Underwriters Laboratories Inc. (UL), Illinois, USA, a leading global safety science company, announced that a wireless electric vehicle power transfer system has been certified to UL 2750, the Outline Of Investigation For Wireless Power Transfer Equipment For Electric Vehicles.
Lumen Group, Victoria, Australia, an integrator of automotive systems, became the first organization to certify to UL 2750 for their Lumen Freedom wireless power transfer (WPT) system. Lumen Group worked with UL’s engineers and laboratory technicians globally on the safety and performance of the wireless charging equipment including the power source, the ground pad assembly and the attached vehicle assembly, ultimately achieving UL 2750 for its WPT system.
Wireless power transfer is a method of transferring power to an electric vehicle using resonant inductive magnetic coupling between a transmitting ground pad and receiving pad attached to the vehicle that does not require physical contact or wires. The technology was created as an option or replacement of conductive charging by cord. To charge the EV using wireless power transfer, the driver of the EV simply needs to park in the proper location in close proximity to the wireless system without any contact to equipment.
UL 2750covers wireless power transfer equipment for transferring power to an EV, including:
- the power source for wireless power transfer
- a ground assembly, as a minimum
- the mating vehicle assembly
This equipment is intended to have a maximum rated input voltage to the power source of 600 volts AC, 50 or 60 hertz.
“With EV sales expected to exceed gas powered vehicle sales by 2030, the demand for revolutionary technologies that can be used to recharge electric vehicle batteries, such as wireless power transfer systems, will continue to grow,” said Joseph Bablo, principal engineer manager for Energy Systems and e-Mobility at UL.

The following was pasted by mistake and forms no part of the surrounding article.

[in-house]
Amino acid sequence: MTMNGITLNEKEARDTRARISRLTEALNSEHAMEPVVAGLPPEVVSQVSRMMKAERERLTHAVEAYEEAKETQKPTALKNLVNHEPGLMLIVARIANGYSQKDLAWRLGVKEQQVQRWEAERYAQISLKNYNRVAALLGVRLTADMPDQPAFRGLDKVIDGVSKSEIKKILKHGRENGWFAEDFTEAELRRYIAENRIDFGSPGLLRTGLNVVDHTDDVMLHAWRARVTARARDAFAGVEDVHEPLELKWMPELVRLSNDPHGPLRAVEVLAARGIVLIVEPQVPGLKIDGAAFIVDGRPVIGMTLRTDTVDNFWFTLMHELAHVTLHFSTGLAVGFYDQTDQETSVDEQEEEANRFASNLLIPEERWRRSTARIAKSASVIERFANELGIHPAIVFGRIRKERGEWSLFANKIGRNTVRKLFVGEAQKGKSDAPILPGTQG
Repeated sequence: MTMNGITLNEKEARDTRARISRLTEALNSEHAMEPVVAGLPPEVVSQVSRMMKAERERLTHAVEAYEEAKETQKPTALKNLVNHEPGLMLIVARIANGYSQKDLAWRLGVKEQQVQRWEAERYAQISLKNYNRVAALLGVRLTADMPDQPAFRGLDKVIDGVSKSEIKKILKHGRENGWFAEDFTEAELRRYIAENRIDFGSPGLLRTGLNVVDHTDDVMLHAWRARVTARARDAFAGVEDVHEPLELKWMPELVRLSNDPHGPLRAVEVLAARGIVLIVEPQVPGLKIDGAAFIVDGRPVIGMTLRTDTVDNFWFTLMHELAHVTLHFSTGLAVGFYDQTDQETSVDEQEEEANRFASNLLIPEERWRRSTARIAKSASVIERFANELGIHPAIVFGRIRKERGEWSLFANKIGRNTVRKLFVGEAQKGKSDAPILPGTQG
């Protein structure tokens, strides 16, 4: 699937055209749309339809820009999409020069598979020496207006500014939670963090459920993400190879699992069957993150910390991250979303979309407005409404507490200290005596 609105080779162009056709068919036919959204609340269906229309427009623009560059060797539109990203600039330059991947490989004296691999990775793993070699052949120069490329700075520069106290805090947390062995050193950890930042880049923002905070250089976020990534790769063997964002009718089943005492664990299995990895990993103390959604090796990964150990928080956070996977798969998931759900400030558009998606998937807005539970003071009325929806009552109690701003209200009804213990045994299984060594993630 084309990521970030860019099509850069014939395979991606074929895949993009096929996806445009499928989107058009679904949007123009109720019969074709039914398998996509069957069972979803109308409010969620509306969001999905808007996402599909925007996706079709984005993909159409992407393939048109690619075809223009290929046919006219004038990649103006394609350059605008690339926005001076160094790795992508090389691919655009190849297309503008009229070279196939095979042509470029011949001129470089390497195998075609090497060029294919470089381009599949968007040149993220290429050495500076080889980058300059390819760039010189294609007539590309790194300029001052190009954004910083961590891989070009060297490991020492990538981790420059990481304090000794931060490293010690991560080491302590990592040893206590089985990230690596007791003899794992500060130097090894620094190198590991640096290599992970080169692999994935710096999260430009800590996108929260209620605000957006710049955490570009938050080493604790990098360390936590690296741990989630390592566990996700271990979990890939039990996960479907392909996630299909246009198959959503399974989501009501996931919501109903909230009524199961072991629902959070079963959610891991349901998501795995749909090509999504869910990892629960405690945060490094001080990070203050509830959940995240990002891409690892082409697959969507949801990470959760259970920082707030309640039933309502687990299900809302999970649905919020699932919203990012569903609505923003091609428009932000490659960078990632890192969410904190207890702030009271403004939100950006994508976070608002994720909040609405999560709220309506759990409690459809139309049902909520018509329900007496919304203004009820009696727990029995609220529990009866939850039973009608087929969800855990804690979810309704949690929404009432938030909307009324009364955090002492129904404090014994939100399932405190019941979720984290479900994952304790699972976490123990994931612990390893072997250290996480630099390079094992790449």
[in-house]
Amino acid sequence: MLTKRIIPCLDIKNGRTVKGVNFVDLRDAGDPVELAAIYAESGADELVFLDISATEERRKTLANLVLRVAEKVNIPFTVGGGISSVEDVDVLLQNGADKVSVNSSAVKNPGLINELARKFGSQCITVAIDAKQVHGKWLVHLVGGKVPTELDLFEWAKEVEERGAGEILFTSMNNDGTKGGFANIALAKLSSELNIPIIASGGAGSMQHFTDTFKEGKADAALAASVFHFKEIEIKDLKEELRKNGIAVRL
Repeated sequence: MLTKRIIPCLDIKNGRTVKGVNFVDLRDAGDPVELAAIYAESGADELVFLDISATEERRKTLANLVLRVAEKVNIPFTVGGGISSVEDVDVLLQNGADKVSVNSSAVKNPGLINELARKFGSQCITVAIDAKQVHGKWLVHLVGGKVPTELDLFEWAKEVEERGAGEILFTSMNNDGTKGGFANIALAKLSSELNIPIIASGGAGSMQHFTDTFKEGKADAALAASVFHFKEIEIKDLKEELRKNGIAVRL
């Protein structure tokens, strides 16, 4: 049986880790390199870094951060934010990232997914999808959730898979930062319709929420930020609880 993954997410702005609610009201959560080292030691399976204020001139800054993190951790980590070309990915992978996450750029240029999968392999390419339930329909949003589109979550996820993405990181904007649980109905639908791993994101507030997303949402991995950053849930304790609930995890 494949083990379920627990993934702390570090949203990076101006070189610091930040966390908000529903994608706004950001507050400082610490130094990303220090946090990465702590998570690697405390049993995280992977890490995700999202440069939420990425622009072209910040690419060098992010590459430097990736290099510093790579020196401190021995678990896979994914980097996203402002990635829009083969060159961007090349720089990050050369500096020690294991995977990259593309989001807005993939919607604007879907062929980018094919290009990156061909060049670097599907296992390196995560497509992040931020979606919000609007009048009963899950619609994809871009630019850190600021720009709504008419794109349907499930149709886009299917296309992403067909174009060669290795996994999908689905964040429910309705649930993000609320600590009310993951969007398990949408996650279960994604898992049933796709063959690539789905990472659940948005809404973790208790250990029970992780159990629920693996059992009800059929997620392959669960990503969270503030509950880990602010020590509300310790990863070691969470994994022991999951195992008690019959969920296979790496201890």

Wireless EV technology could in the future be used for opportunistic charging that would allow a vehicle to charge whenever it is stopped, potentially at stop lights, drive throughs or toll booths or traveling the same route. For service vehicles such as buses and delivery trucks opportunistic charging could take the form of specialized parking or stopping locations that allow the vehicle to charge while it is stopped at bus stops or delivery locations. The concept of dynamic wireless power transfer could allow the vehicle to travel over a specialized path that will recharge the vehicle as it drives along that path.
“As the EV market continues to expand, new, innovative technological solutions are pushing the infrastructure to do more and faster than before,” said Jeffrey Smidt, vice president and general manager, Energy and Power Technologies at UL. “For UL, safety is the foundational element of any successful and sustainable technological deployment and must continue to be actively addressed to support viable technological advancements.”